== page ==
Posts Tagged ‘Under’

Baird Homes Affected by Fire, Under Investigation

May 3rd, 2017 Comments off

Baird Homes office in Seymour, Indiana. Credit: Baird Homes.

An early morning fire at the main office and workshop of a Baird Homes location in Seymour, Indiana this weekend caused major damage, but didn’t stop the company from moving forward.

According to the Tribune, the blaze caused an estimated $250,000 damage, and firefighters spent two hours battling the fire.

There was nothing to salvage,” said Fire Chief Brad Lucas. No one was hurt in the incident.

Once the ceiling and roof collapse, you can’t get to the fire. You just have to wait until they burn.”

For manager Chris Beverly, he said the plan is to handle the clean-up this week, so that the office can be replaced at some point this month. But, that doesn’t mean that business simply stopped.

We moved an office in Sunday,” said Beverly.

We’re in business. We have homes unlocked and ready to go.”


Firefighters battle the blaze. Credit: The Tribune.

While Beverly declined to comment about the cause of the fire, Lucas was able to provide additional details.

Investigators found multiple origins of fire inside the office and shop,” said Lucas.

That’s an indicator that the cause of the fire is suspicious.”

Baird Homes is celebrating its 70th anniversary this year and has had an office here for 30 years,” said Beverly.

The Seymour Fire Department is asking anyone who was in the area early Sunday morning and may have seen something suspicious, to contact Seymour police at 812-522-1234 or Seymour Fire Department at 812-522-2598.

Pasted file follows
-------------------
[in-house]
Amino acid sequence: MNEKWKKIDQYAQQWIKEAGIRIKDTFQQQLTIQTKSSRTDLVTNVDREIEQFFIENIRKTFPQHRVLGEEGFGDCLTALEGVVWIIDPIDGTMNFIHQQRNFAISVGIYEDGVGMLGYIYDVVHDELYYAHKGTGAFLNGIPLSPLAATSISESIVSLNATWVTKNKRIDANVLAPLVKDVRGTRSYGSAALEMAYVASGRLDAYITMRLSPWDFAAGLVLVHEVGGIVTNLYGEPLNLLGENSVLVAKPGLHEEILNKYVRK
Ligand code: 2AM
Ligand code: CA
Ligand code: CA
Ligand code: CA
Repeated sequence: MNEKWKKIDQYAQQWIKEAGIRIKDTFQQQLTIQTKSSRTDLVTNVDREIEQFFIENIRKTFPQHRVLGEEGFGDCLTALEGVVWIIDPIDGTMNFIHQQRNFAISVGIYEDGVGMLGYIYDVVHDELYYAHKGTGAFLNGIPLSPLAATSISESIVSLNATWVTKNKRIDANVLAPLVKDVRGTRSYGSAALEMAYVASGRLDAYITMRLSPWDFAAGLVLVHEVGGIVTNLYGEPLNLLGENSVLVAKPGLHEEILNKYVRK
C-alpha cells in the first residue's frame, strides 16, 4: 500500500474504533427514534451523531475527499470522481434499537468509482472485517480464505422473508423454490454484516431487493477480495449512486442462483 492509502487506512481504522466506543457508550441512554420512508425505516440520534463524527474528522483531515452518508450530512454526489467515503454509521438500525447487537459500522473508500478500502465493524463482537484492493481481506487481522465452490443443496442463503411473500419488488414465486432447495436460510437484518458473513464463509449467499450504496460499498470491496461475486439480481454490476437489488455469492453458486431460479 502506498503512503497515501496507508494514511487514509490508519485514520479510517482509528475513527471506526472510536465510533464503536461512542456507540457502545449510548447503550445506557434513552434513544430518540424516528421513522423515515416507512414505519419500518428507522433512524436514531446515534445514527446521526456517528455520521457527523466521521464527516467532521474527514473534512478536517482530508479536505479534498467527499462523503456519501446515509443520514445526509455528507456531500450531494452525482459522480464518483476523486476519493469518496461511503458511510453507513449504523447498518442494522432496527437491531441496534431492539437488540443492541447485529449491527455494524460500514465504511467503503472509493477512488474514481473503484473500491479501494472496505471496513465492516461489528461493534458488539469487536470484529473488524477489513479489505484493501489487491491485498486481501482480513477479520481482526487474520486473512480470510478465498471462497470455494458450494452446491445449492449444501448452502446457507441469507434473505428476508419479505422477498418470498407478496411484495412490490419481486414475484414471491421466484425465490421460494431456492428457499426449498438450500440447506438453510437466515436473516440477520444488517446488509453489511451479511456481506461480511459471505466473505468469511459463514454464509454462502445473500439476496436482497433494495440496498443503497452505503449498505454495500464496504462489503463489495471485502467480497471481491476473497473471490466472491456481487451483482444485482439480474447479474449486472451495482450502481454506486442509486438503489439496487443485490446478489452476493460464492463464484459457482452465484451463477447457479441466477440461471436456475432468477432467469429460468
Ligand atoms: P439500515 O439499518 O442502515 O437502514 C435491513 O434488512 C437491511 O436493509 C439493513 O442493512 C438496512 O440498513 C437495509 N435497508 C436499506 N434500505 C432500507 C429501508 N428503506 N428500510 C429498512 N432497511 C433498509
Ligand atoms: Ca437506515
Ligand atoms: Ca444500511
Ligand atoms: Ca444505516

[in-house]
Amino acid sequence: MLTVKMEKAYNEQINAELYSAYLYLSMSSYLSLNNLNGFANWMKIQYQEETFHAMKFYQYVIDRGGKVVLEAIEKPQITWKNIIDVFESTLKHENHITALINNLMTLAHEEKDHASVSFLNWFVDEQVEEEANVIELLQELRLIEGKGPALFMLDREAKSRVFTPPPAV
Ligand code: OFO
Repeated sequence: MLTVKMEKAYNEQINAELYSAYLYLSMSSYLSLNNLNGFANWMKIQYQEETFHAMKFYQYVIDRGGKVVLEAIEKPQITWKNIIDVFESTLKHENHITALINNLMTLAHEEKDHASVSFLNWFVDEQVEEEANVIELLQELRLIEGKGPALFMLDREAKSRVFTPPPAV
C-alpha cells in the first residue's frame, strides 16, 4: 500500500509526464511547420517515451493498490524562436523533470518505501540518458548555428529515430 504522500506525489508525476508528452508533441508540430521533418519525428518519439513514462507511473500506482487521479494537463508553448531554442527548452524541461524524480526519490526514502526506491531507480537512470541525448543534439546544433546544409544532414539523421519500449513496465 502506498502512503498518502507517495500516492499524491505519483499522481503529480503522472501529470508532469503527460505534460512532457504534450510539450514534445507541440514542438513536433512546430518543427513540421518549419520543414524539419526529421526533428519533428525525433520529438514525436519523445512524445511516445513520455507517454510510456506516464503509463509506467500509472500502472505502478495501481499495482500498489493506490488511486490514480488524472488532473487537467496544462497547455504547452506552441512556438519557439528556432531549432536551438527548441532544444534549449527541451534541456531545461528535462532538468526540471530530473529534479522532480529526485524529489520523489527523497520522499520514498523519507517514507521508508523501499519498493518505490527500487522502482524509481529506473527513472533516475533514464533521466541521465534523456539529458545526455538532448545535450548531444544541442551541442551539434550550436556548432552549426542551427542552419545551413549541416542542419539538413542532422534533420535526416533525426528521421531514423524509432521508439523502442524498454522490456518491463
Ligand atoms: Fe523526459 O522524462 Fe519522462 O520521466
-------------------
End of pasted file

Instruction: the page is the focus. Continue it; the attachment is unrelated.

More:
Baird Homes, based in Fruitland Park, Florida, has sales centers located throughout Florida and Indiana, and has been family owned and operated since 1947.

(Image credits are as shown above, and when provided by third parties, are shared under fair use guidelines.)



RC Williams, MHProNews.

Submitted by RC Williams to the Daily Business News for MHProNews.

Modular Classroom Construction Under Way

May 2nd, 2017 Comments off

Students watch the modular construction. Credit: Peninsula Daily News.

In Washington, state and local officials lauded the start of construction of two new modular buildings for the Greywolf Elementary School last week, which will house new classrooms for kindergarten through third grade students beginning next school year.

According to the Peninsula Daily News, the structures will utilize cross-laminated timber (CLT), and are a part of a pilot project overseen by the state Department of Enterprise Services to address classroom sizes and pioneer the use of CLT in the state.

This is the site of new opportunity,” said U.S. Rep. Derek Kilmer.

I believe the use of CLT will create more jobs, reduce the carbon footprint and create a more sustainable industry.

It’s incredibly exciting to sit down in Olympia and put $5½ million into this project to build classrooms,” said state Rep. Steve Tharinger, who serves as chairman of the Capital Budget committee.

We invest in building, so it’s exciting to see an actual project as innovative as this is.”


A SkilPod prefab home. Credit: Inhabitat.

As Daily Business News readers are aware, CLT is a prefabricated, solid-engineered wood panel manufactured by fusing crisscrossing layers of wood. We recently covered Skilpod, a Belgian construction company, which created the #150 Skilpod solar-powered model, which was constructed using CLT.


Derek Kilmer speaks at the groundbreaking. Credit: Peninsula Daily News.

In 2016, Washington legislators appropriated $5.5 million for design and construction of 10 buildings in multiple school districts across the state, in an effort to reduce class sizes.

It’s most exciting for us because it gives us some space to house kids,” said Donna Hudson, Greywolf Elementary principal.

For the kids themselves, it’s very common at recess to see kids lined up at the fence watching. They’re fascinated by it.”

Hudson said that she expects the installation process will take 3 months, and expects the buildings to be completed in June.


Kilmer and Thacther sign their names on the building. Credit: Peninsula Daily News.

I’m excited about the use of timber from local sources and seeing locals work on the project,” said School District Superintendent Gary Neal.